There he fell in love and got a taste of his own scheming medicine. The next twenty years were hard, but they helped develop his character. “Little by little, Jacob was learning to submit to God’s loving hand of discipline and was growing in faith and character.”

He had twelve sons, but favored Joseph. Jacob seemed not to have learned about the dangers of parental favoritism from his own situation. “The man who had grown up in a divided an competitive home (25:28) would himself create a divided and competitive family.” Joseph’s brothers, in jealousy and hatred, sold him into slavery, took his special coat that his father had made for him, spread animal’s blood over it, then let Jacob conclude that Joseph was dead.

Though a slave, Joseph seemed to have a talent for administration. But even his master saw that “The LORD was with him, and the LORD caused all that he did to succeed in his hands” (Genesis 39:3). Joseph rose to prominence until he became second only to his master. But then he was lied about and sent to prison. He rose to prominence there as well, and aided two of Pharaoh’s servants. But the one who was restored to his portion forgot Joseph—until Pharaoh had a dream that troubled him, and the servant remembered Joseph had helped him with his dream. So Joseph was called for, interpreted Pharaoh’s dream, gave him sound advice, and once again rose to prominence as the second in the land.

And then one day his brothers showed up in Egypt. But they didn’t recognize him. These chapters are some of the most dramatic in the Bible, keeping me in anticipation even though I have read them before and knew how the story would turn out.

Wiesrbe’s title for this commentary comes from his conclusion that, “In short, they were authentic, real, believable, down-to-earth people. Flawed? Of course! Occasionally bad examples? Certainly! Blessed of God? Abundantly.” These people are an encouragement that God works with and accomplishes His will through flawed individuals.

There were many helpful and instructive things to observe in these chapters. I was blessed to see the changes in some people—Jacob over time, and his son, Judah, especially. But a few things in Joseph’s story particularly stood out to me this time. Because Joseph so often comes out on top even when he’s thrown into dire circumstances, I think we sometimes downplay his suffering. But when he named his sons in reference to his afflictions, it really spoke to my heart:

Joseph called the name of the firstborn Manasseh. “For,” he said, “God has made me forget all my hardship and all my father’s house.” The name of the second he called Ephraim, “For God has made me fruitful in the land of my affliction” (Genesis 41:51-52).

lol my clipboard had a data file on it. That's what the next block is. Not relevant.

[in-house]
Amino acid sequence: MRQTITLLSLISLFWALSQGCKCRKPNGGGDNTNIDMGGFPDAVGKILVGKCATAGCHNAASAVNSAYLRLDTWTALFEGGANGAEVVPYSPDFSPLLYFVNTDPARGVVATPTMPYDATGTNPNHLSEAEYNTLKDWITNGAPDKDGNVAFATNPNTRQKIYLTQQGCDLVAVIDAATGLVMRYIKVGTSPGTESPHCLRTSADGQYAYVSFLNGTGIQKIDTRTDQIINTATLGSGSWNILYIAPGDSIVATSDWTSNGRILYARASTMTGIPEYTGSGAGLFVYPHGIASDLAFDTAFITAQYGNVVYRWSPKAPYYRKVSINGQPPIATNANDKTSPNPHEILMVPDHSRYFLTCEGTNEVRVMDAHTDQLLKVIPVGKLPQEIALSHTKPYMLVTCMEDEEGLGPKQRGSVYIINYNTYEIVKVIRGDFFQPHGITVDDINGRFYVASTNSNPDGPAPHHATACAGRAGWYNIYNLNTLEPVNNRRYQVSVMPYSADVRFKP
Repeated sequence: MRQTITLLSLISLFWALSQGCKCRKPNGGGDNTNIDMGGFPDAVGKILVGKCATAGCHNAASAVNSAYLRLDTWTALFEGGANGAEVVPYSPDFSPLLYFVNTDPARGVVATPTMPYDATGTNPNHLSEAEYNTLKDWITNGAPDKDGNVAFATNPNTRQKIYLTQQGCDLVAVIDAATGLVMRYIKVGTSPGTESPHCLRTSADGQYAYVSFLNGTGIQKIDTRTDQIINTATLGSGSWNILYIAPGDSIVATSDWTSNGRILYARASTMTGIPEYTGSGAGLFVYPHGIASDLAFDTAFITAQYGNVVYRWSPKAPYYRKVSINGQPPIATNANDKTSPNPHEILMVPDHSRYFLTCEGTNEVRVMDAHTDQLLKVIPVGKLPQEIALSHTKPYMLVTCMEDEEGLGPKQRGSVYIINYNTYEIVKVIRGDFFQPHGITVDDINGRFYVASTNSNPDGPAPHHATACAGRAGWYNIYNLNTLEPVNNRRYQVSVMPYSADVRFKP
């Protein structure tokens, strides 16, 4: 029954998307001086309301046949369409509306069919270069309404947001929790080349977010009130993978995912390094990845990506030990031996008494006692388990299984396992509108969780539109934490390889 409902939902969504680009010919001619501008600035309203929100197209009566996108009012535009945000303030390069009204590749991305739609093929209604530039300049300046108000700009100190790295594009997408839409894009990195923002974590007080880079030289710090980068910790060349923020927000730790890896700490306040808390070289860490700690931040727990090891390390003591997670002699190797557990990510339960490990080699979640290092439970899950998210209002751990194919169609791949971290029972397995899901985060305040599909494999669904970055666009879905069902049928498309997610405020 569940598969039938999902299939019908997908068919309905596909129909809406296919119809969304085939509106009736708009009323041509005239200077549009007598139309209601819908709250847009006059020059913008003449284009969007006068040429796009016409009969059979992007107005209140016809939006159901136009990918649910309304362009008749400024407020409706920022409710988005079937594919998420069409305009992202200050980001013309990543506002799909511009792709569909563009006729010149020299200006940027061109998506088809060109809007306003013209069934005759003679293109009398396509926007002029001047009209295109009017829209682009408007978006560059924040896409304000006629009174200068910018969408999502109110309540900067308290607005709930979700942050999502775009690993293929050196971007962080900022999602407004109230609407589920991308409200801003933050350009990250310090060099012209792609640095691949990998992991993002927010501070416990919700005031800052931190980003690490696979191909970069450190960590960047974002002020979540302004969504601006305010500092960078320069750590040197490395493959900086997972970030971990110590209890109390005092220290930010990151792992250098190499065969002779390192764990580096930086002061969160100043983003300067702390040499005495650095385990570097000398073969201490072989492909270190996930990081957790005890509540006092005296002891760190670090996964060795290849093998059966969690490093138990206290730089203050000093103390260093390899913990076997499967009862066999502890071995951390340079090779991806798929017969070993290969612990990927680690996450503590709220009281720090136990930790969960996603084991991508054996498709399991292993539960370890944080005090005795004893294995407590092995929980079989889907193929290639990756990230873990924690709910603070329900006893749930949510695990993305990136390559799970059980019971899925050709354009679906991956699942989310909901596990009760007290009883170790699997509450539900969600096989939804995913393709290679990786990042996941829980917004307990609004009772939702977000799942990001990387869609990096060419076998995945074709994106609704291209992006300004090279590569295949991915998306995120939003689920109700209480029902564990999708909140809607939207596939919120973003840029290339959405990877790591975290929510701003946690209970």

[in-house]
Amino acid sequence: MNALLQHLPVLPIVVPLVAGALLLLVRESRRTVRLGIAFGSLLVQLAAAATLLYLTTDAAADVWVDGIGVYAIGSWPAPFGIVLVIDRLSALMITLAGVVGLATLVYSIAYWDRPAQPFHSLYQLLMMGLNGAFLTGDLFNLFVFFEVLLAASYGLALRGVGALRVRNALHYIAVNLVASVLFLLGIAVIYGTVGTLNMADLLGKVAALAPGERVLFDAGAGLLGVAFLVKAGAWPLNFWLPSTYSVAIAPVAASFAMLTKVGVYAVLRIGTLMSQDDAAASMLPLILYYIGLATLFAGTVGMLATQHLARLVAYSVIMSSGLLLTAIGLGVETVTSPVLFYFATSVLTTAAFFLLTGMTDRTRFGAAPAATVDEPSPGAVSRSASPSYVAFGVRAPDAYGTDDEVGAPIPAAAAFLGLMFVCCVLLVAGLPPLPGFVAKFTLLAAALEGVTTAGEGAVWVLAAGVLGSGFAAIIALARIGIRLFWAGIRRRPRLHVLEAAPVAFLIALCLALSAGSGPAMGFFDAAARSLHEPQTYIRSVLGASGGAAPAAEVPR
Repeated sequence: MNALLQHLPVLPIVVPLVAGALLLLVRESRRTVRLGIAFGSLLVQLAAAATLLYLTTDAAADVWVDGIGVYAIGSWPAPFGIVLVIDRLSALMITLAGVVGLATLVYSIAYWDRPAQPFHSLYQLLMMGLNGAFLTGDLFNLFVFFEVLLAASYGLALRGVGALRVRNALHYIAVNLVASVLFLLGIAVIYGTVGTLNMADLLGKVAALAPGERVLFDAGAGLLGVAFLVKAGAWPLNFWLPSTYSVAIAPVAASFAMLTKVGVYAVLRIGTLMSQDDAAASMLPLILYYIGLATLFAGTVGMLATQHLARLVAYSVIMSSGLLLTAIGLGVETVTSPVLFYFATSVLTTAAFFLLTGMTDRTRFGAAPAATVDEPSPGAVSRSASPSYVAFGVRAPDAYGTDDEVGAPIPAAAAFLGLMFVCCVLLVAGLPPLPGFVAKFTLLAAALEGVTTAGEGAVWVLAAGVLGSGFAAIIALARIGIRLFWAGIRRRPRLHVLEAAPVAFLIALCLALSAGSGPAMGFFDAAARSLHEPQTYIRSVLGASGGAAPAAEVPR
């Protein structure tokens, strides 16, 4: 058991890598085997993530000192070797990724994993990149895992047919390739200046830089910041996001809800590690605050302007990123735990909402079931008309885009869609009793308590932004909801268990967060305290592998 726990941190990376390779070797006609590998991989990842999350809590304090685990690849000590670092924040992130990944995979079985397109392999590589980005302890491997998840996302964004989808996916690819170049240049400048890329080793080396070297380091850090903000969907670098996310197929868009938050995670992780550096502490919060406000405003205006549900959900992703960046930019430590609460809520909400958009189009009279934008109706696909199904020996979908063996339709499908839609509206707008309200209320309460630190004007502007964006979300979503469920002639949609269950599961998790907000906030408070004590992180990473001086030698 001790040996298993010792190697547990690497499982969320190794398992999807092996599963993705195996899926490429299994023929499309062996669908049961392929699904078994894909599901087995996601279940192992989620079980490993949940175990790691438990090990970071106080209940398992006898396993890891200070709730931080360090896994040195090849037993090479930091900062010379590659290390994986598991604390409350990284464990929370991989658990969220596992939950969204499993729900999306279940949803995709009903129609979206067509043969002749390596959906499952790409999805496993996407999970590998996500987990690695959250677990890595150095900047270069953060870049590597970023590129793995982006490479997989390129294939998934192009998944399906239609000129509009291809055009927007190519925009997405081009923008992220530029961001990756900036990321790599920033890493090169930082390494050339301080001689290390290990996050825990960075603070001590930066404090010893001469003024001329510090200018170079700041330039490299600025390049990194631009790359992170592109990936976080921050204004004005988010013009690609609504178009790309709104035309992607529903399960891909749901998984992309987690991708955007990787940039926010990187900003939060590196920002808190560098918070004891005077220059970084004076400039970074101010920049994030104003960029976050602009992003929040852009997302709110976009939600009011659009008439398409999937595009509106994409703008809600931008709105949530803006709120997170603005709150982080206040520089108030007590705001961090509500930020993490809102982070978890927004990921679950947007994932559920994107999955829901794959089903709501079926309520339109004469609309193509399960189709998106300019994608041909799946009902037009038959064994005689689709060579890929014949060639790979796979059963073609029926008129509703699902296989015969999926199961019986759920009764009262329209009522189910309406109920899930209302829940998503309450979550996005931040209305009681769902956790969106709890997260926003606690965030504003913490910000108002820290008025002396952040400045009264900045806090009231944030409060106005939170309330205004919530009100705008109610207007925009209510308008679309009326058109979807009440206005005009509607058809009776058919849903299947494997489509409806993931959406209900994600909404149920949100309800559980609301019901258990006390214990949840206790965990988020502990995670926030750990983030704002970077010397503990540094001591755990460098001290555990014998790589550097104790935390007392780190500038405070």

Wiersbe pointed out that Joseph could have become bitter, but instead he maintained his faith in God and kept a tender heart, showing compassion towards others. “Joseph’s sensitive heart was a miracle of God’s grace. For years dead Egyptian idols and the futile worship given to them had surrounded Joseph, yet he had maintained his faith in God and a heart tender toward his own people. He could have hardened his heart by nursing grudges, but he preferred to forgive and leave the past with God (41: 50–52).”

Then, as often as I have pored over the Scriptures about suffering and reconciled myself to the fact that it’s a tool God uses in wisdom and love, I find myself still asking “Why?” sometimes. I wondered why Joseph had to go through all he did when he was one of the “good guys.” But Wiesrbe pointed out that if Joseph had remained at home as the favored son, he might have grown up into a very different kind of person.

A few more quotes from the book:

Being a victorious Christian doesn’t mean escaping the difficulties of life and enjoying only carefree days. Rather, it means walking with God by faith, knowing that He is with us and trusting Him to help us for our good and His glory no matter what difficulties He permits to come our way. The maturing Christian doesn’t pray, “How can I get out of this?” but “What can I get out of this?”

In the life of a trusting Christian, there are no accidents, only appointments.

When God wants to move us, He occasionally makes us uncomfortable and “stirs up the nest” (Deut. 32:11 NIV).

A good beginning doesn’t guarantee a good ending. That’s one of the repeated lessons taught in Scripture, and it’s tragically confirmed in the lives of people like Lot, Gideon, Samson, King Saul, King Solomon, Demas, and a host of others. Let’s add Isaac to that list.